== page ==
Do you trust an insurance carrier to spend money on you voluntarily?
Yeah, me neither.
And yet that is essentially what the state's Chamber of Commerce proposes. And it is what Florida Chief Financial Officer Jeff Atwater advocates. And it is, heaven help us, an idea the state Legislature will probably revisit.
The issue here is Florida's workers' compensation laws. For at least the third time in seven years, the state Supreme Court has ruled our workers' comp laws unconstitutional.
The latest ruling has to do with the amount of fees attorneys can collect, and so the chamber is trying to paint it as a judicial cash grab at the expense of Florida businesses.
That is, in a word, bull. And it's not the Supreme Court's intent.
Cutting through all the nonsense, this is the real issue:
The average worker has no hope of fighting an insurance company that wants to deny medical bills or back pay in case of injury. Why? Because, in an effort to streamline the process, most of your rights have been stripped when it comes to workers' comp. The only realistic option you have is hiring an attorney to challenge an insurance company when it doesn't want to pay its handpicked doctors.
But here's the problem:
Florida passed a law in 2009 that can make attorneys' fees so absurdly low that it's hard to find a lawyer to defend you. And so you are essentially at the mercy of insurance carriers to treat you fairly.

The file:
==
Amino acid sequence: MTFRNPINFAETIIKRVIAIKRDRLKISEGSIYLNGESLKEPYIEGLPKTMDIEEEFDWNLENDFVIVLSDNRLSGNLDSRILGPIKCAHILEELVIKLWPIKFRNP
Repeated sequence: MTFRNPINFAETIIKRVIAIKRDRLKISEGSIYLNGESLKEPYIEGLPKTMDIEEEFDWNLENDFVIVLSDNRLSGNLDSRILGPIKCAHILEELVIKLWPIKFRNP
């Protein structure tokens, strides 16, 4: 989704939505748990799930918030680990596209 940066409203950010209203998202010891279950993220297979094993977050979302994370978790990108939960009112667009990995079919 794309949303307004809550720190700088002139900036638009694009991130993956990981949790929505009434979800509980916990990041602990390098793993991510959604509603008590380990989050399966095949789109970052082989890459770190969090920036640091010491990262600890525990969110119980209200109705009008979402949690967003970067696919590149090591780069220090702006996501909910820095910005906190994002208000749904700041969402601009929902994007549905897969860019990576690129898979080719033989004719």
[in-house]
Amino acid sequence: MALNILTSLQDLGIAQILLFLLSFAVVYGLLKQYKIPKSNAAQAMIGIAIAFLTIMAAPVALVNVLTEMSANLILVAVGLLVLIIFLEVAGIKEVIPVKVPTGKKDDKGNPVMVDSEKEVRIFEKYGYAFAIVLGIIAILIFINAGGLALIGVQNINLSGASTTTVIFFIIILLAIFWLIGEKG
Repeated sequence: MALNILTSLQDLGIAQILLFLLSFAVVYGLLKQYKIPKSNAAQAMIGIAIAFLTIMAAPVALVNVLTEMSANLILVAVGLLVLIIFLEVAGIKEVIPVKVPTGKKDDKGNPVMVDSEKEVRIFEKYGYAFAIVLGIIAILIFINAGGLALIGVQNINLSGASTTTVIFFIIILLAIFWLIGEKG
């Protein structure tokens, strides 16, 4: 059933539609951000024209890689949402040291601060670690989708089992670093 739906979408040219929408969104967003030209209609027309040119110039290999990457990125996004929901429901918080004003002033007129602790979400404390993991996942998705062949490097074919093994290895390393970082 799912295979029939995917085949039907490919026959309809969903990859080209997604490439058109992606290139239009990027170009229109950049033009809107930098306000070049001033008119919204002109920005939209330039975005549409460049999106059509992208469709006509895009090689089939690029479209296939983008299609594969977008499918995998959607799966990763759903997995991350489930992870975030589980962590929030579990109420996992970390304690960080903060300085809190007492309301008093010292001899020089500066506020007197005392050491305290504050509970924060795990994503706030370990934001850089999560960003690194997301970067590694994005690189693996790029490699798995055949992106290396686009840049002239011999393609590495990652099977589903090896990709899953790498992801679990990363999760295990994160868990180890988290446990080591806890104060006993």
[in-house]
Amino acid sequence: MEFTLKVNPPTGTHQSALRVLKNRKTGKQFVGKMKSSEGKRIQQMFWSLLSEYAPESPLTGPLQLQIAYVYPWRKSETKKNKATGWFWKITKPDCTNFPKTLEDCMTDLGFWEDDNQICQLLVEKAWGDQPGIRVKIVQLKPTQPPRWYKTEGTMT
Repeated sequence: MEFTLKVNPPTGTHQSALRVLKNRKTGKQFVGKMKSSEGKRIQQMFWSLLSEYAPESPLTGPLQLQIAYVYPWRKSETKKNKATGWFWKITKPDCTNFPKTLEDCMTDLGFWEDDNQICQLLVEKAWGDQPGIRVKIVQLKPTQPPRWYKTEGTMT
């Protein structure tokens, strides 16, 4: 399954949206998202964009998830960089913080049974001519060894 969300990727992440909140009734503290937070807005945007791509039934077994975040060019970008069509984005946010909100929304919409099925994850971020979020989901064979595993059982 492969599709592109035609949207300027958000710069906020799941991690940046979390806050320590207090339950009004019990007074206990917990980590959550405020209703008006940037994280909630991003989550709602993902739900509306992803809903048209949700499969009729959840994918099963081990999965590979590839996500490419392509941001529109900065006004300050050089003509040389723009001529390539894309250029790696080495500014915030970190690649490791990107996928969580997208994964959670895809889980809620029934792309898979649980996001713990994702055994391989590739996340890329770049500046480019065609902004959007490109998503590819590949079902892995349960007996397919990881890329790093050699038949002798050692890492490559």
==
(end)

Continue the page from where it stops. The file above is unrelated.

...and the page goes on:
No need to worry about abuses there, huh?
The Supreme Court has repeatedly said that laws have tilted so heavily in favor of the insurance carrier that there are no longer any checks and balances to the system.
The insurance industry's own expert witness testified before the justices that he has never heard of a case of an individual prevailing in court without being represented by an attorney.
Yet, in the particular case the court was hearing, the claimant's attorney had been awarded a fee of $1.53 an hour under state law.
And we're supposed to believe the attorneys are the greedy ones?
I'm not making this argument on behalf of attorneys. Most of them already make a far better living than you or I. The argument is on behalf of the employee getting steamrolled by insurance carriers who have never before had reason to fear Mr. or Mrs. Blue Collar taking them to court.
But, within months of the latest court decision, the insurance industry asked the state to approve a rate hike of nearly 20 percent on Florida businesses, presumably to pay attorneys' fees on cases they anticipate losing.
"What they're saying is: We're going to deny benefits, and if we end up losing in court, we're going to raise premiums and pass the cost on to our customers," said lawyer Mark Touby, who won the landmark Castellanos Supreme Court case in April. "It's a great business model. They can't lose."
The response from state leaders has been nothing short of Chicken Little-ish.
Instead of acknowledging the obvious system flaws being pointed out by the Supreme Court, they use scare tactics to point the blame at lawyers. And yet, they never mention that insurance industry attorneys are allowed to charge whatever they like. It's only your attorneys they want to discourage with a fee cap.
It's been pointed out, now that the law is overturned, the Castellanos attorneys will stand to make much more than the $800 in medical bills that were originally in question.
Yet here's a more important question: Why was the insurance company wrongfully bullying a worker over an $800 medical bill in the first place?
Answer: Because, up until now, it could.
Yes, our workers' compensation laws need to be addressed again by the Legislature next spring. But reforms should benefit everyone, not just the insurance industry.